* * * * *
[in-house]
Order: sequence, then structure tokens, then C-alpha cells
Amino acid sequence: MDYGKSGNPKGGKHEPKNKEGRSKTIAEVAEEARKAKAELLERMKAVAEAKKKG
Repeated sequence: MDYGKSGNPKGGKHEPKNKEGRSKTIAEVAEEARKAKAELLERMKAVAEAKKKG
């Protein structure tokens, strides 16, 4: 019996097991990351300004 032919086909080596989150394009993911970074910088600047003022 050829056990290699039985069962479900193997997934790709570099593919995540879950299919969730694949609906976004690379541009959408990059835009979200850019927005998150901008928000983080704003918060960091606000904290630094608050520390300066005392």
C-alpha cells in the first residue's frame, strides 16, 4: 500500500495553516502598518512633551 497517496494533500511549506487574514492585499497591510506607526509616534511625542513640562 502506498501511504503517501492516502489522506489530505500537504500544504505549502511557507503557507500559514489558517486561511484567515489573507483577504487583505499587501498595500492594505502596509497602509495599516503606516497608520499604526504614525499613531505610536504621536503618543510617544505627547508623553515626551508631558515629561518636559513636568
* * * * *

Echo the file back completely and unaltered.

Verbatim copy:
[in-house]
Order: sequence, then structure tokens, then C-alpha cells
Amino acid sequence: MDYGKSGNPKGGKHEPKNKEGRSKTIAEVAEEARKAKAELLERMKAVAEAKKKG
Repeated sequence: MDYGKSGNPKGGKHEPKNKEGRSKTIAEVAEEARKAKAELLERMKAVAEAKKKG
């Protein structure tokens, strides 16, 4: 019996097991990351300004 032919086909080596989150394009993911970074910088600047003022 050829056990290699039985069962479900193997997934790709570099593919995540879950299919969730694949609906976004690379541009959408990059835009979200850019927005998150901008928000983080704003918060960091606000904290630094608050520390300066005392």
C-alpha cells in the first residue's frame, strides 16, 4: 500500500495553516502598518512633551 497517496494533500511549506487574514492585499497591510506607526509616534511625542513640562 502506498501511504503517501492516502489522506489530505500537504500544504505549502511557507503557507500559514489558517486561511484567515489573507483577504487583505499587501498595500492594505502596509497602509495599516503606516497608520499604526504614525499613531505610536504621536503618543510617544505627547508623553515626551508631558515629561518636559513636568